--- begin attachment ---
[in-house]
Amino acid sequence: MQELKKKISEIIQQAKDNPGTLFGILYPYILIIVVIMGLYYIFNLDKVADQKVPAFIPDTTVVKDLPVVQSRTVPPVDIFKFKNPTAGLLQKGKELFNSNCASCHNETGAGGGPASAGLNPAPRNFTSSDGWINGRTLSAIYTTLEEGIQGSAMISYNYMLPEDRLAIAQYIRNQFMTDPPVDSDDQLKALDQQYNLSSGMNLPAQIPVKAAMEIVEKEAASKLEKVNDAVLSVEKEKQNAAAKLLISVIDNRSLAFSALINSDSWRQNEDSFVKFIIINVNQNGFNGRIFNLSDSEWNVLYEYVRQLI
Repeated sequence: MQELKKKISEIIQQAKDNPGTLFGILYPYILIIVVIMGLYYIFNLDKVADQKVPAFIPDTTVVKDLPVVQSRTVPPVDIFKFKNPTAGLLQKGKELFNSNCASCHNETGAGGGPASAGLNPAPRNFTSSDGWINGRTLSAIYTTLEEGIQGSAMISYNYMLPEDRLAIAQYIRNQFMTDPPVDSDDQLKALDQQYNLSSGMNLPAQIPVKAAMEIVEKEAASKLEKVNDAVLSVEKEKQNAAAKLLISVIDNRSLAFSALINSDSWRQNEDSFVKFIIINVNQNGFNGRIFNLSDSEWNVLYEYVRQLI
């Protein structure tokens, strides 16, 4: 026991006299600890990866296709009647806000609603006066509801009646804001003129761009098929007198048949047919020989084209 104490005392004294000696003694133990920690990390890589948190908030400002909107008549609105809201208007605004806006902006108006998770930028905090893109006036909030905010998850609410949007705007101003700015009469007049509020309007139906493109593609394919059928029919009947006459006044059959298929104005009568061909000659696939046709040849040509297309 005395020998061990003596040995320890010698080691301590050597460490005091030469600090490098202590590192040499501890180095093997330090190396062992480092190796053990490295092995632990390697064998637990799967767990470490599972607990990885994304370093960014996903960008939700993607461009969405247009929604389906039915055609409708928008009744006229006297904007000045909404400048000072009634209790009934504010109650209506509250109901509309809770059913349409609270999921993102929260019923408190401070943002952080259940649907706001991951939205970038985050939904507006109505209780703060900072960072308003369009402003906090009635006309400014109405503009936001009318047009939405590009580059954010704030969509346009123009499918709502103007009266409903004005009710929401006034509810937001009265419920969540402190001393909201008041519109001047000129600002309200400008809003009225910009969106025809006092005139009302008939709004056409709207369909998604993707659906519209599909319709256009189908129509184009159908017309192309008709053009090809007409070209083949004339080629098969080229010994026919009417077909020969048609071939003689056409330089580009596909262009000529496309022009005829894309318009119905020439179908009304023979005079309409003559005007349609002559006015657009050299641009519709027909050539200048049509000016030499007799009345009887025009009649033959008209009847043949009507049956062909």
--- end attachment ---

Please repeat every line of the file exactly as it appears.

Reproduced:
[in-house]
Amino acid sequence: MQELKKKISEIIQQAKDNPGTLFGILYPYILIIVVIMGLYYIFNLDKVADQKVPAFIPDTTVVKDLPVVQSRTVPPVDIFKFKNPTAGLLQKGKELFNSNCASCHNETGAGGGPASAGLNPAPRNFTSSDGWINGRTLSAIYTTLEEGIQGSAMISYNYMLPEDRLAIAQYIRNQFMTDPPVDSDDQLKALDQQYNLSSGMNLPAQIPVKAAMEIVEKEAASKLEKVNDAVLSVEKEKQNAAAKLLISVIDNRSLAFSALINSDSWRQNEDSFVKFIIINVNQNGFNGRIFNLSDSEWNVLYEYVRQLI
Repeated sequence: MQELKKKISEIIQQAKDNPGTLFGILYPYILIIVVIMGLYYIFNLDKVADQKVPAFIPDTTVVKDLPVVQSRTVPPVDIFKFKNPTAGLLQKGKELFNSNCASCHNETGAGGGPASAGLNPAPRNFTSSDGWINGRTLSAIYTTLEEGIQGSAMISYNYMLPEDRLAIAQYIRNQFMTDPPVDSDDQLKALDQQYNLSSGMNLPAQIPVKAAMEIVEKEAASKLEKVNDAVLSVEKEKQNAAAKLLISVIDNRSLAFSALINSDSWRQNEDSFVKFIIINVNQNGFNGRIFNLSDSEWNVLYEYVRQLI
């Protein structure tokens, strides 16, 4: 026991006299600890990866296709009647806000609603006066509801009646804001003129761009098929007198048949047919020989084209 104490005392004294000696003694133990920690990390890589948190908030400002909107008549609105809201208007605004806006902006108006998770930028905090893109006036909030905010998850609410949007705007101003700015009469007049509020309007139906493109593609394919059928029919009947006459006044059959298929104005009568061909000659696939046709040849040509297309 005395020998061990003596040995320890010698080691301590050597460490005091030469600090490098202590590192040499501890180095093997330090190396062992480092190796053990490295092995632990390697064998637990799967767990470490599972607990990885994304370093960014996903960008939700993607461009969405247009929604389906039915055609409708928008009744006229006297904007000045909404400048000072009634209790009934504010109650209506509250109901509309809770059913349409609270999921993102929260019923408190401070943002952080259940649907706001991951939205970038985050939904507006109505209780703060900072960072308003369009402003906090009635006309400014109405503009936001009318047009939405590009580059954010704030969509346009123009499918709502103007009266409903004005009710929401006034509810937001009265419920969540402190001393909201008041519109001047000129600002309200400008809003009225910009969106025809006092005139009302008939709004056409709207369909998604993707659906519209599909319709256009189908129509184009159908017309192309008709053009090809007409070209083949004339080629098969080229010994026919009417077909020969048609071939003689056409330089580009596909262009000529496309022009005829894309318009119905020439179908009304023979005079309409003559005007349609002559006015657009050299641009519709027909050539200048049509000016030499007799009345009887025009009649033959008209009847043949009507049956062909």